Kossuth County Advance from Algona, Iowa on May 24, 1971 · Page 6
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Kossuth County Advance from Algona, Iowa · Page 6

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Algona, Iowa
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Monday, May 24, 1971
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Page 6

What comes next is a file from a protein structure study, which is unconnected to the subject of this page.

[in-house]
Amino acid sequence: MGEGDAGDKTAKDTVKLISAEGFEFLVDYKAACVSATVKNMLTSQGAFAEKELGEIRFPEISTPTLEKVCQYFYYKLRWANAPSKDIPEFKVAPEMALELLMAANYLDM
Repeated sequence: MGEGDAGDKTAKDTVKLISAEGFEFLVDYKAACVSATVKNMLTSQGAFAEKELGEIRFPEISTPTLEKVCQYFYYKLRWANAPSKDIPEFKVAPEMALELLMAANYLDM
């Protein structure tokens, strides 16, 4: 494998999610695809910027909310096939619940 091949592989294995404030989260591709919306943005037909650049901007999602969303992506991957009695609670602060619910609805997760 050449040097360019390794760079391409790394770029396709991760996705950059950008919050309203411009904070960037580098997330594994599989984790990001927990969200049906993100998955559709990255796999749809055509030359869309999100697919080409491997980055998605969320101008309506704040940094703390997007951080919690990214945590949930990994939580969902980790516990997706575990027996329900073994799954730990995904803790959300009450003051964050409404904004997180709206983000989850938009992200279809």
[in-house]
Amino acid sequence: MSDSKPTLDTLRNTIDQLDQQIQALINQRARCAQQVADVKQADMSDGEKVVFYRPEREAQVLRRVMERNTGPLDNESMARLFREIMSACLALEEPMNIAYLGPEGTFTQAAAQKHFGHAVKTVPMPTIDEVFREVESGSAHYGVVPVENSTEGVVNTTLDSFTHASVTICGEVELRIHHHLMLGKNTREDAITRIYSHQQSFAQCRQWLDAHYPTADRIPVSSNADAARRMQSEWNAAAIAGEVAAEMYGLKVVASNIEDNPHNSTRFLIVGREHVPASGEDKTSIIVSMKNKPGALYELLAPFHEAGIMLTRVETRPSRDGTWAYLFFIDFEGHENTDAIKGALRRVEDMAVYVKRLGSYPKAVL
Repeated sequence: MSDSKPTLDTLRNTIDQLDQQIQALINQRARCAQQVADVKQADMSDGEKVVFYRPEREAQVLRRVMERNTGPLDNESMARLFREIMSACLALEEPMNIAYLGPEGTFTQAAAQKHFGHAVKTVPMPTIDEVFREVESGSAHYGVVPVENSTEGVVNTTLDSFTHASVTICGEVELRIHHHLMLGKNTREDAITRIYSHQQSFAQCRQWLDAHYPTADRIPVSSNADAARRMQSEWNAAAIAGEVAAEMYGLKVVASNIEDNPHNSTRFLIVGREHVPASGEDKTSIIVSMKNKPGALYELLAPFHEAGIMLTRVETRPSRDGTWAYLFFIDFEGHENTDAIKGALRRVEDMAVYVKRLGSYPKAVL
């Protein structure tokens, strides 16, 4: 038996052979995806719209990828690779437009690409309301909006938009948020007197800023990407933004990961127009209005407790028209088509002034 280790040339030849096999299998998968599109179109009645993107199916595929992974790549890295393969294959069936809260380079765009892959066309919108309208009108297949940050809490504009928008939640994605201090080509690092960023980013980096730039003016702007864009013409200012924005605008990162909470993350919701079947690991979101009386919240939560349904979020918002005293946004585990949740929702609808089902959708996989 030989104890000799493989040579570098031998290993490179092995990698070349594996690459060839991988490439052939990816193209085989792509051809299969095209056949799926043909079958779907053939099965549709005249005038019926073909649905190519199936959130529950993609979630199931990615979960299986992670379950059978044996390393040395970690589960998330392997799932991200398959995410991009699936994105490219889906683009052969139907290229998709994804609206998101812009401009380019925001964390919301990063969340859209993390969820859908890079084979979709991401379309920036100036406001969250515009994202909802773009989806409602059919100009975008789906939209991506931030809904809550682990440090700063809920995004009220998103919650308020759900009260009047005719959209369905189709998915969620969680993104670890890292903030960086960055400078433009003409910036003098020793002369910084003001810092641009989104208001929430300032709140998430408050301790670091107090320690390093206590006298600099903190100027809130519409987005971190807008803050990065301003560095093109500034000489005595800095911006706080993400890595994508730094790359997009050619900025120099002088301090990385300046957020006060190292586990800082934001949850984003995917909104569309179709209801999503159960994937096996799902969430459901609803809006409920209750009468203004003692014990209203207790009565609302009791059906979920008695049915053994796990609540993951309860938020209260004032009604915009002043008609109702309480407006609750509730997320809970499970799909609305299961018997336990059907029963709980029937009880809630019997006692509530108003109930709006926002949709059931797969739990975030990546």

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County Advance 6 — Kossuth County Advance Monday, May 24, 1971 Why Conference Committees? Generally misunderstood by the reading public is the power of and the reason for the conference committees when bills in the legislature get tangled up in fights between the house and senate. The conference committee is a means to get Ihe proposal before each house in one question. When the house and senate disagree on provisions of a bill, but have passed in both houses versions of the bill, a conference committee is named, it consists of four members of the senate named by the lieutenant-governor and four representatives named by the speaker of the house. THE COMMITTEE OF EIGHT meets and takes the two versions under consideration. They discuss and accept among themselves various parts of the proposal. They can rewrite the entire bill. They can take part of the senate or the house version. They can resurrect parts denied by one house or the other. They have the power to make the bill in any way they want. Three committee members from each house must accept the proposal of the committee- three senators and three house members must sign, it requires thus a three-fourths majority of the committee to come up with a report. The report then goes to the house and senate. It must be voted up or down. It can not be amended. The senate must approve and the house must approve without any change or dotting of an "i" or crossing of a "t". THE HOUSE AND SENATE thus is brought up to a point where members can not shy away from the question by amendments. It is of course a compromise. If one house votes against the report then a new conference committee is named to go through another rewriting of the proposal. There have been as many as four conference committees on on proposal in recent years in the Iowa legis- Rights - Robbers Attorney-General John Mitchell came up with a descriptive name for the kind of demonstrators who shout down dissent against them and interfere with the rights of others in their demonstrations. He called them "rights robbers". Mr. Mitchell gave a stinging reply to one U. S. senator, Lee Metcalf, Montana democrat, who said the police acted like the Nazis. Mr. Mitchell said in reply: Perhaps it is good he brought this up, because I like to recall another group of civilians who roamed the streets of Germany in 'the 1920s, bullying people, shouting down those who disagreed with them, and denying other citizens their rights. They were called Hitler's Brown Shirts. Mr. Mitchell said the extremist practice of running roughshod over the rights of others must end. This is robbery of the rights of people. His remarks were about the attempt lature, What happens if the legislature doesn't accept any conference committee report? The proposal is dead for that session. Why then doesn't the legislature place all bills in conference committees so that members have to accept or reject the proposal? TAKE THE TAX BILL debated for two weeks by the house as an example with the senate disagreeing with the house even after that prolonged debate on all Issues. The debate in the house and in the senate on the various versions did give a good idea of what could be acceptable to both houses. Legislation is the acceptance of the possible. The conference committee studies the reactions of both houses and compromises on items to get something both houses will accept that will do the job the bill proposes to do. Then to get the vote promptly it becomes a take it or reject it question. It stops prolonged debate over again and forces immediate action without delaying tactics. THE POWER of the lieutenatnt-governor and the speaker can be seen in the people they name to the committee. They can influence the way the conference committee works by naming members who reflect the views of the speaker or the lieutenatnt-governor. Usually the presiding officer in each house names three members of the majority party and one member of the minority party to conference committees. This preserves political party power and also responsibility. It may not be truly democratic in theory but it is a way to get action and a job done. (D.E.D.) by militants to close down the government work in Washington by .violence. His remarks were not about the early protesters who did not interfere with the government and who were passive in their demonstrations. He concerned himself with the violent groups that followed. He defended the Washington police who arrested several hundred and put them in custody before they could do much damage. He commented on those arrested who complained about delays in getting themselves released when they had attempted to shut down the government themselves. Mr. Mitchell said of course the mass arrests did catch some innocent people but he defended it on the grounds it was not practical, to try to separate the onlookers and those who took part in destruction. Spectators should not have been there. (b.E.D.) Could Halt Raises A new approach to the problem of continually rising budget requests came recently from the appropriation chairmen of the Iowa house and senate. Instead of appropriating for a two- year period as in the past the appropriations would be for only one year—at the end of which any unspent money would return to the state treasury. In the past the state agencies have spent lightly in the first year of a biennium and then spent everything they could in the second year. Agencies would never return any money to the treasury. This was illustrated in the debates on the annual session proposal when a spokesman favoring annual sessions said the university with which he was associated deliberately took on special projects to spend any money which might not be used in the appropriation period. The university did not want to send any money back for it might indicate that the original appropriation was too high and lead to a cut by the legislature. The present operating program of some state agencies is to establish new services in the second year of the biennium so the legislature would have to either cut the services or appropriate more money. If services were cut the agency could complain and blame the legislature, it resulted in a sort of blackmail to make the appropriation bigger. By appropriating for one year at a time it is thought this kind of run-around would be eliminated. A department could not save in one year and spend in the next. Unspent money the first year would go back into the general fund. The approach seems to make some sense. (D.E.D.) Cut Jail Terms The legislature has a proposal which would permit district court judges to cut down jail terms for "good behavior". Now jail terms must be served the limit of the time and 30 days means 30 days. There have been some experiments in which those sentenced to jail terms have been permitted to carry on their jobs leaving the the Jail in the morning and returning at night until their time is up. This has worked well and most students of penology believe it beneficial. Under the old law a person pent to Jail has nothing to look forward to excopt the one date. In prisons time off for good behavior gives an inmate something to strive for and a chance to look to an early release, it has made for better conduct. Locking up a family man results in loss of income to the family and is in effect a penalty assessed against the family unit. If the prisoner can maintain his usual Job it is not as hard for the family to endure and also the prisoner has a better frame of mind because his family is cared for. Wholesale release is not being advocated. Time off must be earned as well as a favor of being let out to work at a job on promise to return at night. Each case would have to be decided on its merit. It appears to be a good idea and at least worthy of being tried. Iowa's jails are not very good places to put people and many have been condemned as unfit. The idea of punishment has changed with emphasis now on rehabilitation rather than an eye for an eye demand. (1D.E.D.) Motorcycle Goggles Michael sellers, public safety commissioner, has issued a ruling that persons operating motorcycles must wear goggles and helmets after July l. The measure is for safety of the operators as well as the people in cars on highways. -•* * • • » » v t • • M«rry>Oo>Round mnwHinimiiinimiiiiiiiiiiiiii JACK ANDERSON »*»••>•<»••••••••• •••••••!.,,, (ll ,,,,.t THIRTY-TWO OF 41 NIXON'S GAS COMMITTEE ARE GAS COMPANY MEN; LOOKS AS IF CONSUMERS WILL BE SOAKED WITH HIGHER RATES. WASHINGTON - Natural gas executives, who have shelled out thousands of dollars to the GOP cause, have now been rewarded with key roles in deciding how much the public should pay to their companies. The Nixon Administration claims if s just a coincidence that several big contributors from the gas industry were named to the 41-member National Gas Survey Executive Advisory Committee. But the 100 million Americans, who use natural gas to heat their homes and run their appliances, may have a hard time swallowing this whopper as they watch their gas bills climb. Of the 41 committee members, whose appointments as "principal" policy advisers were announced last month, we found 32 gas company men. Most of the others are in sympathy with the industry. We could identify only one real consumer member. Conclusion: The advisory committee is about as innocent as a pack of wolves deciding how many of the farmers' chickens they should be allowed to gobble up each night. But the conflict goes even deeper. Many of the new advisers, who now have the Federal Power Commissioner's ear on policy matters, come from com- panies with multi-million-dollar cases before the commission. - o - - ADVISE AND CONTRIBUTE The chairman of the blue- ribbon advisory committee is beefy Bill Elmer, chairman of Texas Gas Transmission Corp- poration. He is known as one of the most powerful and persuasive industry spokesmen in the country. A key member is'Roberto. Anderson, chairman of Atlantic Richfield, who contributed more than $45,000 to the GOP in 1968 and 1970. He is now in a position to influence decisions worth millions to Atlantic Richfield, which is a major natural gas firm. Other GOP contributors who will now be advising the F PC on natural gas matters are Robert Herring of Houston Natural Gas, John Shaw of Southern Natural Gas, W. A. Strauss of Northern Natural Gas, John Swearing of Standard Oil (Indiana), E. D. Brocket! of Gulf oil, Denis Kemball-Cook of Shell Oil and otto Miller of Standard oil (California). All have donated heavily to the GOP political war chests. All their firms have big interests in keeping natural gas prices high. Footnote: The consumer-be- damned attitude of the Nixon Administration on natural gas began with the appointment of John Nassikas as Federal Power chairman. Since his takeover, tough regulators at the F PC have been quitting in squads. They have grumbled to us that instead of representing the consumer, Nassikas has represented the fat cats. - o- - WASHINGTON WHIRL - Yolpe's Junket- John Volpe, the hard-working Transportation Secretary, will take off next week in his $3.5 million custom Coast Guard jet for a 17-day European junket. A spokesman insists the trip will be all business. Volpe will visit the Paris Air Show, then stop off at the resort and race-course town of Deauville for an aviation symposium, then on to Madrid and Margella for talks with Spanish transportation officials. Marbella, a small town on the Spanish Riviera, doesn't have many travel problems, but it has excellent beaches and golf course. .Home Burial — The Fore'st Service, instead of going to court to settle a one-acre land dispute with VernonMcCall, simply buried his small trailer home at Balsam, N.C. Now government officials are trying to bury the entire escapade. A government bulldozer scooped out a suitable hold, pushed in McCaU's home and covered it with dirt. Then the Forest Service sowed the area with grass seed and planted white pines over the grave. Mccall's diabetes medicine, ice box, food and much of his furniture were buried in the same grave. Left with his bed and a few belongings, he spent the night under the stars. Forest Service Chief Edward Cliff admits his aides were overzealous and promises there will be no more home burials. But he maintains that the right to throw trespassers and their property off federal land includes the right to bury a man's home. McCall, whose family claims to have a quit-claim deed and has been paying taxes on the disputed acre, is waiting for the courts to settle the squabble. The Motorists well know the wet pavement muck tossed up by trucks. A motorcyclist passing or meeting a truck could be half blinded by the muck tossed by the truck. And cars also throw muck but not to the extent trucks do. Goggles will help but are not the final answer to the problem. Goggles do not have "windshield" wipers and the blinding goop could cause an accident not only on the part of the eye list but also of a car meeting the motorcycle. The number of motorcycle accidents in Iowa is increasing at an alarming rate. The number of motorcycles on the highways is also increasing with the popular Japanese made cycles JS^^-XCT . FOlf SAFEKEEPING AT HOME selling well to the young. And a cyclist has no protection whatever if an accident happens. The legislature in the past has not passed legislation requiring goggles and helmets. A bill is now in the legislature to require them but it is not getting anywhere at present. Mr. Sellers is issuing his regulation as-a part of the general regulations his office is permitted to make regarding equipment used on highways. The regulation would not be so severe for the minibikes which rarely are used on the highways. And passengers on the cycles will not be required to have the goggles or helmets though they are recommended. (D.E.D.) thai flr«-tast«d HERCULES HOME VAULT* "Built like e •ueineee 8efe" Now you cm give stocks, bonds, wills, diidi and other valuables "safe-deposit box" p election it home...vet have them instantly available. 100% Ire-resistive. Key or combination lock. 17 models; Including several for wall or closet Installation to give ,the?t protection, too. Several model* and sizes in stock, ALGONA PUBLISHING CO. • <•••• 4» •• pines, meanwhile, are growing beautifully. Headlines and Footnotes - The Central Intelligence Agency is secretly training counterinsurgency forces in Jordan . . . some space scientists believe the rilles on the moon might be underground lava tubes, which could be converted into permanent lunar bases. . . ...The National Geographic Society is the last holdover from the B*wana school of journalism. It's expense account forms includes the category, "Gifts to Natives." ... Art Buchwald's former partner, Robert Yoakum, has come out with his own column of political satire. With a typical touch of Yoakum's hokum, he explains his return to humor: "Because of envy over Mr. Buchwald's success and a feeling that humor is in short supply, in that order." Chinese Checkers - The first overture to Peking was made by President Nixon more than two years ago. The President told the late Charles deGaulle about his hopes to achieve a detente with Red China and asked the French leader to use his good offices to open the way. Later, Nixon raised the same subject during his visit in Romania with Premeir Ceausescu. Subsequently, both the French and Romanian governments delivered U, S. goodwill messages to Peking. Buy Land L7VNDBA1MK Loans on Land EMMETS BURG, IA. 50536 3004 West Main Street Phone: 852-2645 Field office: Algona — Thursday A.M. See Eugene Hutchins, Mgr. or Iver Johnson, Bob Reel, or Helen Haas Second class postage paid at Algona, Iowa 50511 ALGONA KOSSUTH COUNTY ADVANCE Published by the Algona Publishing Co., Mondays, office and shop 111 East Call Street, Algona, Iowa SOS11 Issued weekly Mondays R. B. Waller, Executive Editor Julian Chrischllles, News Editor Denny Waller, Advertising Mfr. Tom Waller, City & Sports Editor Gary Rich, Classified Ad Mgr. Dorothy Muckey, Women's Editor Jack Purcell, Plant Foreman OFFICIAL NEWSPAPER KOSSUTH COUNTY MEMBER Attoclttlon • Founded 1B88 Professional Directory Insurance Chiropractors Insurance ALGONA INSURANCE AGENCY J. R. (Jim) KOLP Surety Bonds — All Lines of Insurance 206 East State St. Ph. 295-3176 BOHANNON INSURANCE SERVICE 6 North Dodge St. Hail Insurance Ph. 295-5443 Home — Automobile — Farm KOSSUTH MUTUAL INSURANCE ASSOCIATION Over $124,000,000 worth of insurance in fqrce. A home Company. Safe, secure. Lola Scuff ham, Secy. HERBST INSURANCE AGENCY For Auto., House, Household Goods, and Many Other Forms Ph. 295-3733 T«d S. H.rb.t SUNDET INSURANCE AGENCY Harold C. SuncUt 118 South Dodge Algona, Iowa Phone 295-2341 Real Estate RICKLEFS & GEELAN INSURANCE AGENCY All Types of Insurance Phone 295-5529 or 295-3811 Algona Optometrists DR. HAROLD W. ERICKSON EYES EXAMINED GLASSES FITTED CONTACT LENSES Phone 295-2196 Hours: 8:00 A.M. - 5 00 P.M. Closed Thursday and Saturdays afternoons 115 East Call St. Algona, la. DR. 1111. Call Algona, Iowa DONALD J. KINGFIELD Optometrist Visual Analysis and Visual -Training Contact Lenses 115 N. Dodgo Algona Phone 295-3743 DR. L. L. SNYDIR 113 East State St. Dinl 295-2715 Closed Saturday Afternoons Credit Service! CRIDIT lURIAU KOSf UTH COUNTY Collective Service Faot-bllt Reports 295-3182 ^ Algon* CLEGG CHIROPRACTIC; CLINIC Algona, Iowa 124 N. Moore 295-5235 DR. 0. 0. ARNOLD Chiropractor 120 N. Moore Monday - Wednesday - Friday 9 a.m. — 5 p.m. Phone 295-3373 DR. M. R. BALDWIN & DR. D N. JOHNSTON Chiropractors Office Phone Res. Phone 295-2378 295-3306 \ Office Hours: Monday thru Friday 8:30 a.m. to 5:30 p.m. Saturday — 9 a.m. to 12 p.m. MILTON G. NORTON JUSTICE OF THE PEACE COLLECTION SERVICES Home Phone 295-2548 Office Phone 295-3836 2% East State St. Box 460 ALGONA, IOWA Farm Management CARLSON Farm MANAGEMENT COMPANY 12Vj N. Dodg* Ph. 2*5-211) LEON H. LAIRD Farm Management Good management is Good Business 820 So. Harriet Phone 295-3810 ^^^^ Doctors MELVIN G. BOURNE, M.D. Physician & Surgeon H8 No. Moore St. Office Phone 295-2345 Residence Ph. 295-2277 -.j -•-. M. SCHUTTER, M.D. Residence Phone 296-2335 DEAN F. KOOB, M.D. Residence Phone 295-5917 Physicians It Surgeons 220 N. Dodge, Algon* Office Phone 295-2408 Dentists DR. j, i HAWMi, ji, DentUt 322 E. state St. Phone 295-2334 . •H^_K ,••— | DR. UROYI. STROHMAN Dentist lie N. Moore St. Phone 295-3131